FITT Model: Intergenerational Impact

  • Summary
  • Assessment Measures
  • Interventions
  • References



Although scant, the literature that addresses the impact of trauma on family of origin relationships in the context of urban poverty raises some important issues. In studies of violence-exposed urban adolescents the following findings are of interest: (1) parental psychopathology is a moderator in the relationship between community violence exposure, PTSD and distress; (2) parental PTSD is a potentiating factor for PTSD in their children; and (3) positive relationships with parents and high self reliance are protective factors. In the trauma literature, research has found that adults with histories of childhood abuse have problems with emotional regulation, social competence, and interpersonal relationships, leading to functional impairments in parenting patterns which affect outcomes in the next generation. In studies aimed at the transmission of risk or protection through parent child relationships in the context of poverty (urban and non) the following surfaced: a correlation between growing up in poverty and teen pregnancy which is associated with harsh parenting practices; cumulative maternal trauma is a predictor of child abuse potential and punitiveness; children of insecure caregivers with unresolved loss histories have increased behavior problems. In addition to the adult and child measures for PTSD and mood/behavior problems, studies have used the Adult Attachment Interview, the Parenting Stress Index, the Child Abuse Potential Inventory and the Lifetime Trauma Interview. The current literature offers little in the way of family intervention strategies geared to the urban poverty context. SURVIVE is a promising family based intervention for urban youth and parents with a focus on family and community violence. Engagement strategies that incorporate alliances with primary and extended family systems are essential to trauma interventions in urban poverty contexts. With the overrepresentation of ethnic groups in urban poverty populations, intervention strategies will be most effective if they build on cultural variations in family roles and functions.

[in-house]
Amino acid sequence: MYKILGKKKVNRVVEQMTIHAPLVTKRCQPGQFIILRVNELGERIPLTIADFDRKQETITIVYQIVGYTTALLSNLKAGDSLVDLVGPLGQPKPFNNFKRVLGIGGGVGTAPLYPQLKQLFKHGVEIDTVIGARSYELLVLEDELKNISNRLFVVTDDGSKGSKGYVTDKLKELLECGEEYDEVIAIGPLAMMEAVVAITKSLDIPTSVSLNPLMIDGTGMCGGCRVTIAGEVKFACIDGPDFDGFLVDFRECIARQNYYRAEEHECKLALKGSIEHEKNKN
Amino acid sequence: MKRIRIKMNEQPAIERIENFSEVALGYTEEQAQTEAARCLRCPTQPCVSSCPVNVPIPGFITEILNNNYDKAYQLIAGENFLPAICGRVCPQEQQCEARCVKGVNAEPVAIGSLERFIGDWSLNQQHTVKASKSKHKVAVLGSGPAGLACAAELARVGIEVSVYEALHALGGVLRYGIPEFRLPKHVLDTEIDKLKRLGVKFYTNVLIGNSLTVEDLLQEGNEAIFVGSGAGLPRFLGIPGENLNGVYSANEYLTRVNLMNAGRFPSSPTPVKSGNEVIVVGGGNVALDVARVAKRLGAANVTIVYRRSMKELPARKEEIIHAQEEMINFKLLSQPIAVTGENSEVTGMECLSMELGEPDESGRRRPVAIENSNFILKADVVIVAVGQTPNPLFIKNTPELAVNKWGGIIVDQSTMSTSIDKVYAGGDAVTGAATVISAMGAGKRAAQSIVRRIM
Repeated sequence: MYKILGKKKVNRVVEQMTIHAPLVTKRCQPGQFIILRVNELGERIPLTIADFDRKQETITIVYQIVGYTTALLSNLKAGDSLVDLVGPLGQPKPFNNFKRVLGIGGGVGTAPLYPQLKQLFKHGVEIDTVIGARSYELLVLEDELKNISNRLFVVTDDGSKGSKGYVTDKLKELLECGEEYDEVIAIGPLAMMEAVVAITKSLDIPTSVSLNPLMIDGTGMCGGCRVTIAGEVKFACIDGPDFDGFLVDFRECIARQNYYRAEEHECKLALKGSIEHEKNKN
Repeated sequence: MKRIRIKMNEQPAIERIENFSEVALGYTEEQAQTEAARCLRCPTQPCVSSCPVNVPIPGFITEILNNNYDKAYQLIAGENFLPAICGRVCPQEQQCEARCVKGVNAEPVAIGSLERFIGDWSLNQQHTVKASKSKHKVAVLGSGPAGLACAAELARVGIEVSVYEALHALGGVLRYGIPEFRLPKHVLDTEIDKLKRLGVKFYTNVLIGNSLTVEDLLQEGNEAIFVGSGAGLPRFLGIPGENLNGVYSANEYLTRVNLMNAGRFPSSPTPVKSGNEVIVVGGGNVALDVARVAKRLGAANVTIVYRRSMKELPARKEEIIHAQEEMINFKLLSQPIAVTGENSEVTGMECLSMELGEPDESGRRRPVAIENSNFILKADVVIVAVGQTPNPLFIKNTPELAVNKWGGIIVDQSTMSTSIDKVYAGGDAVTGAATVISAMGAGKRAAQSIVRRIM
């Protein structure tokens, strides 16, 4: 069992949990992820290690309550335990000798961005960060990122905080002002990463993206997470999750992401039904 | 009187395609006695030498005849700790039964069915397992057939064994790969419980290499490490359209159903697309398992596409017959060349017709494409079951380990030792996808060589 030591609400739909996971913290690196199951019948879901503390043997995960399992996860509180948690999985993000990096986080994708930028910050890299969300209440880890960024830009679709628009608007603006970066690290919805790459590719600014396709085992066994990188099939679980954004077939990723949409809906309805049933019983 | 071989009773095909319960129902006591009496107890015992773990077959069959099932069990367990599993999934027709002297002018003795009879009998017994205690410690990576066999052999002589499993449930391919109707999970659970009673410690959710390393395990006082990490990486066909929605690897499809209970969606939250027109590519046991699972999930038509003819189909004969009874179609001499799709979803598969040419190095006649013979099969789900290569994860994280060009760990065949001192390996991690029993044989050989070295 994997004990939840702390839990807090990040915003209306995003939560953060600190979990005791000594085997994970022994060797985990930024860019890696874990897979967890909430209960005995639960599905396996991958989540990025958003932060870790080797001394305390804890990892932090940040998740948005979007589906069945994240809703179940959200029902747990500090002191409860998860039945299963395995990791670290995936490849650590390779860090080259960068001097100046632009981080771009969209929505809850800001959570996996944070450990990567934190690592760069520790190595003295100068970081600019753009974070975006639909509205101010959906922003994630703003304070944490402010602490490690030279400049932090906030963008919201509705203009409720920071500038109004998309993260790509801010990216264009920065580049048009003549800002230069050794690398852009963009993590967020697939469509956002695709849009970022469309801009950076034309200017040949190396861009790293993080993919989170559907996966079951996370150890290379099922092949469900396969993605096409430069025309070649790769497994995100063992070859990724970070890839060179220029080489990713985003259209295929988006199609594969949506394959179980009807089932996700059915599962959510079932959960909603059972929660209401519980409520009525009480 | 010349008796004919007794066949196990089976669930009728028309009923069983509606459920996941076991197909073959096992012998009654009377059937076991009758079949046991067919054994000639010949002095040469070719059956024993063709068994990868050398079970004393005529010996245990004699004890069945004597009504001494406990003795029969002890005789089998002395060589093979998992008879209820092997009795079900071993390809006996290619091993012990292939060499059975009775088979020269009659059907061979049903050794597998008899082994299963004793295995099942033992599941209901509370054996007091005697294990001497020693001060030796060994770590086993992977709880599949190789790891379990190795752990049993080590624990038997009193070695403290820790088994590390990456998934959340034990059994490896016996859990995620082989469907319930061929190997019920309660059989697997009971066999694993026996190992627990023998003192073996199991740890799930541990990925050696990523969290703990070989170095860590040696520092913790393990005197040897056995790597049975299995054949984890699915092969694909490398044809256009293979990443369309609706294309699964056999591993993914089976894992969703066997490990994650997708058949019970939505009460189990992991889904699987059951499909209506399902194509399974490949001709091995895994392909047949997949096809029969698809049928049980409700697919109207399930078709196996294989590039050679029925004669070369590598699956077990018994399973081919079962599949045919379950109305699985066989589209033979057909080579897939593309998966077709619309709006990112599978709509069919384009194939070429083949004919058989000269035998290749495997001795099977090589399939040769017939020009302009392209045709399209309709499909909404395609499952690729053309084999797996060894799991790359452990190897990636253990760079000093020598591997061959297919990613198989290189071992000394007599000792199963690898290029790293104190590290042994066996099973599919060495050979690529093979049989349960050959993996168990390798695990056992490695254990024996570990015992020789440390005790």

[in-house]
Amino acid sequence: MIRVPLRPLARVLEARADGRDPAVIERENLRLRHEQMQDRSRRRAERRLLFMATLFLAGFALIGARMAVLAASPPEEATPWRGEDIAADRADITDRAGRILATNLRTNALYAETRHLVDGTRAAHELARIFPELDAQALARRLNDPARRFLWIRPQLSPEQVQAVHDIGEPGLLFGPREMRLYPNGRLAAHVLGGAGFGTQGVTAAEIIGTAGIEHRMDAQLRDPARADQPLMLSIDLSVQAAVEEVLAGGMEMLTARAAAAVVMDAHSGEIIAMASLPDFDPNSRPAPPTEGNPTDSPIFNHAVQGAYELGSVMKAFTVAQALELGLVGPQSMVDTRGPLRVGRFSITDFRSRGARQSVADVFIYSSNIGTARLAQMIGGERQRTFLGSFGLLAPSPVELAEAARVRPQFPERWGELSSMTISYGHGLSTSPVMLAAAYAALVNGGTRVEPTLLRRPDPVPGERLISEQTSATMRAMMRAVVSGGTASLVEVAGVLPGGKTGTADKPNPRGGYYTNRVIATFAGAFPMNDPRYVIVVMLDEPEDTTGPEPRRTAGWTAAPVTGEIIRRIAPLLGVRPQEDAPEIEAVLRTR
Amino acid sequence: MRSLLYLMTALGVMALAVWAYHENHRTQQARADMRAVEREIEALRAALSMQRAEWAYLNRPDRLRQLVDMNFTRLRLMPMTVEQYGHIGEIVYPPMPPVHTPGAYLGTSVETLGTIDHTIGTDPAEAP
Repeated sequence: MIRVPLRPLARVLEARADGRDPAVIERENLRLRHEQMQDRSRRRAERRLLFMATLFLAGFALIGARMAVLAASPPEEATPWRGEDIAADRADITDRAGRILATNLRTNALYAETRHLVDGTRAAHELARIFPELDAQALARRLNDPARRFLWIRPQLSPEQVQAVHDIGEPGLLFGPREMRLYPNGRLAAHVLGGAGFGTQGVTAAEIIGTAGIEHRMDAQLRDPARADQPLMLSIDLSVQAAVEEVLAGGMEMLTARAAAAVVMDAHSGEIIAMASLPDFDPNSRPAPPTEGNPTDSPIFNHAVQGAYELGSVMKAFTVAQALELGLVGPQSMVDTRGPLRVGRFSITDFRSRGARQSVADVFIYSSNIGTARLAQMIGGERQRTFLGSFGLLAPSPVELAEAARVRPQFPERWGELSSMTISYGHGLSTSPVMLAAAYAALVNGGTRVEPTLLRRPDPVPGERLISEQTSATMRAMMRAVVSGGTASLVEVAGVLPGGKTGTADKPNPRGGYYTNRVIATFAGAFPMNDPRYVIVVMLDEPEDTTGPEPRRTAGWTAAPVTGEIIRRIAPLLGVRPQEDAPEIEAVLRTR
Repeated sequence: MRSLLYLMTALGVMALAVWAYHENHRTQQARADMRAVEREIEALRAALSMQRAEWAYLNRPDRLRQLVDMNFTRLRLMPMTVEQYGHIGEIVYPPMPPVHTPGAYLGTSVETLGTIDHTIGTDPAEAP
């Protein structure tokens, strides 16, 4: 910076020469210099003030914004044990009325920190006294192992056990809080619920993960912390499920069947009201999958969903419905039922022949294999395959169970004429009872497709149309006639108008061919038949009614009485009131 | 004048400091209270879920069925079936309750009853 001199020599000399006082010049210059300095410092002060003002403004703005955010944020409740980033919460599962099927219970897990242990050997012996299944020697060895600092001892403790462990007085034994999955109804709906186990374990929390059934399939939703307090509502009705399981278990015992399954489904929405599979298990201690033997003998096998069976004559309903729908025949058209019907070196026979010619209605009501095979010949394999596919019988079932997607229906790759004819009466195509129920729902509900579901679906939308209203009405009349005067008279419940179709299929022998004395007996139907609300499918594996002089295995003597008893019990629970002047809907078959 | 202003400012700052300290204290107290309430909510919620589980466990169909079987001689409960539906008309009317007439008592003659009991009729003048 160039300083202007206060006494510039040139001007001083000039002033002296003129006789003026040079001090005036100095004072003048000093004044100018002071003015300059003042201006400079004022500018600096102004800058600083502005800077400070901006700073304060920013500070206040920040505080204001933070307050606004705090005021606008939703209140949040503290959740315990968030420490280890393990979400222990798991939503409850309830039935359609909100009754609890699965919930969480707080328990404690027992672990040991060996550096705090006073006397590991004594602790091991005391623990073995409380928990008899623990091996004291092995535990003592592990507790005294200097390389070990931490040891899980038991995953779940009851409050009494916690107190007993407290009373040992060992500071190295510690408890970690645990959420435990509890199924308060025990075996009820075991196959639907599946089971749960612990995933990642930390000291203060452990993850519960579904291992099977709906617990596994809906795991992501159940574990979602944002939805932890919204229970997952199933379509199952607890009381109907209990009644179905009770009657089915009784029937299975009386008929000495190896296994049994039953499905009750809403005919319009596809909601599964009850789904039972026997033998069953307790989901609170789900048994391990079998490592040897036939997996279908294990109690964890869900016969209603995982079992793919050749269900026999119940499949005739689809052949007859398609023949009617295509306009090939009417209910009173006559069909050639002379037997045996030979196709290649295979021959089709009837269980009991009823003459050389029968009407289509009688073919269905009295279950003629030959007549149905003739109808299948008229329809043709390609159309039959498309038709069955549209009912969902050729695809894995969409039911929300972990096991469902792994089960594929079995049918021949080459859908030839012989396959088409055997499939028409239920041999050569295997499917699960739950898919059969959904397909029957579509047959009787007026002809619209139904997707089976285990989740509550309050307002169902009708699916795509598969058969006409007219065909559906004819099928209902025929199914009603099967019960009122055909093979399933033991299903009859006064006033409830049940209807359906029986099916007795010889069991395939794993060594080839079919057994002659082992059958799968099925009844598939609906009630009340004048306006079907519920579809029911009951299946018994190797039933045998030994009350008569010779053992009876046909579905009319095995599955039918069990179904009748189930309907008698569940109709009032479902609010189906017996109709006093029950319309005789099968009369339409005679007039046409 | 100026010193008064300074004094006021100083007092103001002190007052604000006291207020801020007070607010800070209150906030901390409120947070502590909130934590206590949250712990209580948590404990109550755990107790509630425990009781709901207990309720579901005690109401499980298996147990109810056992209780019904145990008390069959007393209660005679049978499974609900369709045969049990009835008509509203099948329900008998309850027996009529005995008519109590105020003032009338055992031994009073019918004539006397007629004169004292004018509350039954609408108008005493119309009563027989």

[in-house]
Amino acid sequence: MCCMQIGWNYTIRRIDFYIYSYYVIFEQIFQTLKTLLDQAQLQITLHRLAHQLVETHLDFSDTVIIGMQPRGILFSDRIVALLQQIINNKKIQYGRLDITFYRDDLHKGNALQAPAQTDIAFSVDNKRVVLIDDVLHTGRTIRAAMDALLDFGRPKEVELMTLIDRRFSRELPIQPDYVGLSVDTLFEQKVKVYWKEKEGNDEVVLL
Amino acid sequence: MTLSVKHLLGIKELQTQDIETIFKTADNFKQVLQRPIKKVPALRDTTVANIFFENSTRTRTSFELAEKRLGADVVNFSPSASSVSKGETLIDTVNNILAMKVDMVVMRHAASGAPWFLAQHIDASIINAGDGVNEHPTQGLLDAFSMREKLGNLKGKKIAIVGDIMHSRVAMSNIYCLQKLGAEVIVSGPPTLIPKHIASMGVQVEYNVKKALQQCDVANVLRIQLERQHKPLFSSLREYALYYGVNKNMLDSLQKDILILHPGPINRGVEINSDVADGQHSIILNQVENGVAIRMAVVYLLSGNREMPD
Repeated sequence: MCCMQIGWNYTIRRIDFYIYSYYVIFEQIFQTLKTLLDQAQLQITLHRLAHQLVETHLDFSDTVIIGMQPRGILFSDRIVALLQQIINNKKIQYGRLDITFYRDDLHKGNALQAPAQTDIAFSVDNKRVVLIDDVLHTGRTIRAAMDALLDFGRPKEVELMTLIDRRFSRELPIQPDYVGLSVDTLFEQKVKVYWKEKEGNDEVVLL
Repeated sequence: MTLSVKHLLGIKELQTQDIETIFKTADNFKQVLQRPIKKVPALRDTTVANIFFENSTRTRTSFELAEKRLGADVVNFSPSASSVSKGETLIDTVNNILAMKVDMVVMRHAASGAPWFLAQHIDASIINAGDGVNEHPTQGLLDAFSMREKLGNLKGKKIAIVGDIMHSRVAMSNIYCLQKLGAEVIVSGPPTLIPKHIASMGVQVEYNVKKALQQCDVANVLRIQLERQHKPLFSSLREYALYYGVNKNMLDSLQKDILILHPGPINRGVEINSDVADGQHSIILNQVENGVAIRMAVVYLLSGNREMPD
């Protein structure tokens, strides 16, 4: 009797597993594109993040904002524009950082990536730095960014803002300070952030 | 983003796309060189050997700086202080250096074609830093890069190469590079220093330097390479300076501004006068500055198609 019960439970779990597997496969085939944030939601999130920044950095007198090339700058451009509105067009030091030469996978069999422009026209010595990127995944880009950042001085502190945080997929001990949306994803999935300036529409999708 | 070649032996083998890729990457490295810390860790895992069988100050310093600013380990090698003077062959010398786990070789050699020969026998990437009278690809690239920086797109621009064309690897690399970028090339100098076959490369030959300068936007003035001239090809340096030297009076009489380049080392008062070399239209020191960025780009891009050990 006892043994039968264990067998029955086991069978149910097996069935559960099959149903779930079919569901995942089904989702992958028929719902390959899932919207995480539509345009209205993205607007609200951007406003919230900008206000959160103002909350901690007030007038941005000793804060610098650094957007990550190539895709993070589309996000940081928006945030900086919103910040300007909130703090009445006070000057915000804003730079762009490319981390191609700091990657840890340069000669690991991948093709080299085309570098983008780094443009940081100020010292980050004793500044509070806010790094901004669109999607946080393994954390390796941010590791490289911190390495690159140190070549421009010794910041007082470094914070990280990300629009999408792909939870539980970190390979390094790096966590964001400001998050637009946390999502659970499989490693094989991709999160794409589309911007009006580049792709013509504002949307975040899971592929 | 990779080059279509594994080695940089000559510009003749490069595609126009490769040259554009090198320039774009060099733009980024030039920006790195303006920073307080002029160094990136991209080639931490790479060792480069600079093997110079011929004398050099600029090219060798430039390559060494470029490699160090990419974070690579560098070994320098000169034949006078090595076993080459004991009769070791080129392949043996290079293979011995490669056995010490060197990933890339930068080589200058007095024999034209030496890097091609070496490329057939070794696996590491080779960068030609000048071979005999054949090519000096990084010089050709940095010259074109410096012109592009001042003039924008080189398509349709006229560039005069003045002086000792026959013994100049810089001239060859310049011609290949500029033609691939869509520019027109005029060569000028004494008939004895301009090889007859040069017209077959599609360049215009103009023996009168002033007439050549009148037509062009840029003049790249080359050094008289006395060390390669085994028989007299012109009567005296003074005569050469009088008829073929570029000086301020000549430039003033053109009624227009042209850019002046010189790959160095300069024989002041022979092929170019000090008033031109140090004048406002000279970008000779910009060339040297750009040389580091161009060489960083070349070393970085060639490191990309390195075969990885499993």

Assessment Measures

Note: Intergeneration issues can be important to the response and adaptation to trauma, however, no instruments were endorsed in this section.

Name of Instrument Author(s) Domains Assessed Age Range  Source/Form (self report, lab, observation, other) # of items Time Cost Training Required Where to obtain  Psychometric Properties Other comments:  
Qualitative questions N/A Examples of possible qualitative questions include: "When you think back to your childhood, what sorts of traumatic events did your parent(s), grandparent(s), or primary caregiver(s) experience? Please explain each person's experience with a traumatic event" and "How did your parents(s), grandparent(s), or primary caregiver(s) respond, deal with or manage their feelings regarding the traumatic event?" N/A N/A N/A N/A N/A N/A N/A N/A